Michael Masi: F1 race director made the opposite decision at 2020 German GP

Michael Masi at 2020 German GP

The controversy from the Abu Dhabi Grand Prix rages on.

The decision that led to Max Verstappen overtaking Lewis Hamilton on the last lap to win the 2021 drivers’ Championship will be questioned for a long time yet.

The man who made that decision is Michael Masi, the F1 race director.

ENTER GIVEAWAY

ENTER GIVEAWAY

Following Nicholas Latifi’s crash, Masi allowed some lapped cars to pass the safety car but not others in what appeared a desperate attempt to ensure the deciding race didn’t finish in an anti-climax.

With Verstappen on fresher and softer tyres, there was only going to be one winner as he passed Hamilton to take the title.

Was it fair?

Well, one thing it certainly wasn’t was consistent.

Michael Masi

That’s because, last October, a very similar situation occurred at the Eifel Grand Prix in Germany.

Lando Norris’ McLaren suffered an issue with a few laps remaining, meaning the safety car had to be deployed. At the time, Verstappen and Hamilton were first and second respectively with a few backmarkers between them.

At that race, Masi said: “There’s a requirement in the sporting regulations to wave all the lapped cars past.”

In Germany, all lapped cars were waved through.

In Abu Dhabi, only the five cars between Hamilton and Verstappen were waved through.

If all lapped cars had been waved through as Masi previously insisted was a requirement, it would have taken another lap and the race would have finished behind the safety car. Essentially, Hamilton would have been the champion.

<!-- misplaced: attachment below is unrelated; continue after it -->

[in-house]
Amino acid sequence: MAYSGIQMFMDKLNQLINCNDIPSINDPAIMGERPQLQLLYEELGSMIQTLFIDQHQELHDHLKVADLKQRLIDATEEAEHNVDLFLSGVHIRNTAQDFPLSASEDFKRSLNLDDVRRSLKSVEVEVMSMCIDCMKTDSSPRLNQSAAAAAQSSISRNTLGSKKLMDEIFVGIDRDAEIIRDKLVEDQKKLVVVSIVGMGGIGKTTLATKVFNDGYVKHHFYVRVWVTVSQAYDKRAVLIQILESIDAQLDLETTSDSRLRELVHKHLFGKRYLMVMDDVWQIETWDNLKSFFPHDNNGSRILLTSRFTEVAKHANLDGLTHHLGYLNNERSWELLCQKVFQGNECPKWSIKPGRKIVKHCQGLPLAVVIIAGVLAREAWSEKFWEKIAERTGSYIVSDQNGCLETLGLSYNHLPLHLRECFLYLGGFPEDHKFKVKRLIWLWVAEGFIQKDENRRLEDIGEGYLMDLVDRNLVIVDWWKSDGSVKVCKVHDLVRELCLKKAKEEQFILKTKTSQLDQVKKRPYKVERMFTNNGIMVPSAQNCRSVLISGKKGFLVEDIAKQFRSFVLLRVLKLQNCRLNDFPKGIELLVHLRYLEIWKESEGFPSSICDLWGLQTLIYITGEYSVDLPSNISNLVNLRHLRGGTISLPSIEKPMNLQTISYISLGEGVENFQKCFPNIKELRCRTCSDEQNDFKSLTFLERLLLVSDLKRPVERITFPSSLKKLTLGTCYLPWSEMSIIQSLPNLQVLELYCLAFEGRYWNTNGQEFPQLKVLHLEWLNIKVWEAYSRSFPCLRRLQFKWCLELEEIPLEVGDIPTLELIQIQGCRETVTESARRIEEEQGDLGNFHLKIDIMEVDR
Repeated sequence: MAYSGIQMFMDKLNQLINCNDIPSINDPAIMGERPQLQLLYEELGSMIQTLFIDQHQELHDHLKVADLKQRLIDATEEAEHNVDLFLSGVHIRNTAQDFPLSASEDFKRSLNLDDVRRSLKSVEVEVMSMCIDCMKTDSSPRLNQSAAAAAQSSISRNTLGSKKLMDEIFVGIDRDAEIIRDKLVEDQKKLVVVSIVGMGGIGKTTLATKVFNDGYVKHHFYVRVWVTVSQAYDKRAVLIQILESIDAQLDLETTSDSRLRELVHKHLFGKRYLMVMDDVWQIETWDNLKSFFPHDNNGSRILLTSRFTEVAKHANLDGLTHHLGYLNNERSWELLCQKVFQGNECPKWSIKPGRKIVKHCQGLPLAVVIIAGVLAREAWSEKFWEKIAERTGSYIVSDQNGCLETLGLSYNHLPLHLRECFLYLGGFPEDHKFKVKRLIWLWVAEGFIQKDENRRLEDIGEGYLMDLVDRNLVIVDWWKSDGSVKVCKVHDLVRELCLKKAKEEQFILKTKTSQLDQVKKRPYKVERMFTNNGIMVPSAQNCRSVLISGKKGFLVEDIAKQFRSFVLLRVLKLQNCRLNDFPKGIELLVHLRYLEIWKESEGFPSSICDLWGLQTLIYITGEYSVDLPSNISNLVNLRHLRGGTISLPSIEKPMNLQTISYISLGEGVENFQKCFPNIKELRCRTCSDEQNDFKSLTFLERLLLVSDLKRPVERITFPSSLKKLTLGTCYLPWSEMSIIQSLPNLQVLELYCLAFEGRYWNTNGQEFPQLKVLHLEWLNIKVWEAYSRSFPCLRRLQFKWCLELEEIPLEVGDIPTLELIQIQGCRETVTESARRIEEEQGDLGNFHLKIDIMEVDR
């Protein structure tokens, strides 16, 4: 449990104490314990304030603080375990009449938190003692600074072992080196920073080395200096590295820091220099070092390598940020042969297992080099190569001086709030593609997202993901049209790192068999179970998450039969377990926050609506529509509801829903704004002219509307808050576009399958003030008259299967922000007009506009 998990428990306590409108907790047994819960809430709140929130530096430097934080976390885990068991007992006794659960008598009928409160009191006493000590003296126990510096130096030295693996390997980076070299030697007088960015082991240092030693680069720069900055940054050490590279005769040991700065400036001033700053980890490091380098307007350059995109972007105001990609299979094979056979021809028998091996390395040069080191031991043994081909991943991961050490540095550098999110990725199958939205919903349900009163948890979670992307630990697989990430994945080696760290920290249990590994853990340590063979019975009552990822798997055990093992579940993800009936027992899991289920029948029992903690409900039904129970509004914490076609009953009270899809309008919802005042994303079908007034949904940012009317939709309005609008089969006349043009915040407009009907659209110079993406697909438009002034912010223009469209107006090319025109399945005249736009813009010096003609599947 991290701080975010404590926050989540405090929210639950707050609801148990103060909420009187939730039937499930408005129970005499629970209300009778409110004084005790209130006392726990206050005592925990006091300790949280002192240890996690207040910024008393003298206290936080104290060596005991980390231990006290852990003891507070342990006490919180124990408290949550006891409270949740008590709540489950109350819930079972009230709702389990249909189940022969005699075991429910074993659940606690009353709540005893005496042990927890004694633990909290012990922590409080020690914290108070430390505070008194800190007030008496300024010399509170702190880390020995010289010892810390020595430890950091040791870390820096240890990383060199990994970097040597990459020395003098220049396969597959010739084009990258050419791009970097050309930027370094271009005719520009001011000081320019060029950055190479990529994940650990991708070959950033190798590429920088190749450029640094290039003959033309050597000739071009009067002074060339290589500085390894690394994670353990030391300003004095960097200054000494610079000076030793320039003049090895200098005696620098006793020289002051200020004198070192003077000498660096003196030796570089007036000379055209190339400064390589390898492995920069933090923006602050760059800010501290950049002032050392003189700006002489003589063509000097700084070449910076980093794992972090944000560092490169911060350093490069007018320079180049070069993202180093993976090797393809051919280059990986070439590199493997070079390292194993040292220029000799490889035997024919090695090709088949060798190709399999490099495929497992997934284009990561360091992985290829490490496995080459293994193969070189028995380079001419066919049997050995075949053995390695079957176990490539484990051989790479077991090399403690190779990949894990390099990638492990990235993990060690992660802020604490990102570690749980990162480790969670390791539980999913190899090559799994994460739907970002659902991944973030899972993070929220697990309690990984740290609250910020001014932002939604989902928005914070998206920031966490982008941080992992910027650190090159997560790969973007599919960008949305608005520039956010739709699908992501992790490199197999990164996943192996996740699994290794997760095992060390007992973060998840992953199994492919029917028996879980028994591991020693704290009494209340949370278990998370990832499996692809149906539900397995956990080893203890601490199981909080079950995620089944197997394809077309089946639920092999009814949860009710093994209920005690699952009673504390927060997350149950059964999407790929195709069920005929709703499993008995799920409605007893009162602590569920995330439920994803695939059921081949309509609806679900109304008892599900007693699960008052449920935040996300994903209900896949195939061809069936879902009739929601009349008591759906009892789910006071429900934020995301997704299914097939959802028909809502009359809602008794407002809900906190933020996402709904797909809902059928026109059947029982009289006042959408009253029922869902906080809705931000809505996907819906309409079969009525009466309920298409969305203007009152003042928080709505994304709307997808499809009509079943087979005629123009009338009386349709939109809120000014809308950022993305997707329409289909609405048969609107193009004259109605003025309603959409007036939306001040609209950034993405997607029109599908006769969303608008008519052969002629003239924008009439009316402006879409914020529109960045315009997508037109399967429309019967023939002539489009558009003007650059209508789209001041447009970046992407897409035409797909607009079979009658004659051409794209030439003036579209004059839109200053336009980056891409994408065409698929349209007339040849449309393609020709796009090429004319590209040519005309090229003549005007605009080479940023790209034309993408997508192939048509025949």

Instead, only some cars were waved through and Daniel Ricciardo – who actually finished the race in 12th – was behind Verstappen and Hamilton on the final lap.

After the race, the McLaren driver said: “I don’t want you to ask me… I want to ask you. Tell me, tell me what happened.

“Crazy. Crazy, crazy finale. At the end it was kind of weird, they said cars can’t pass, the lapped cars, then some of them did, but then I wasn’t allowed to.

“We did a one-lap restart, I’m sitting right behind Lewis and Max, like, ‘why am I here?’ I don’t know. It was very interesting.'”

Daniel Ricciardo

Mercedes protested against Masi and the FIA’s decision based on article 48.12 of the sporting regulations, which state: “Any cars that have been lapped by the leader will be required to pass the cars on the lead lap and the Safety Car,’ and ‘once the last lapped car has passed the leader the Safety Car will return to the pits at the end of the following lap.”

Masi’s response read: “The Race Director stated that the purpose of Article 48.12 was to remove those lapped cars that would “interfere” in the racing between the leaders and that in his view Article 48.13 [‘When the clerk of the course decides it is safe to call in the Safety Car the message ‘SAFETY CAR IN THIS LAP’ will be sent to all Competitors.’] was the one that applied in this case.”

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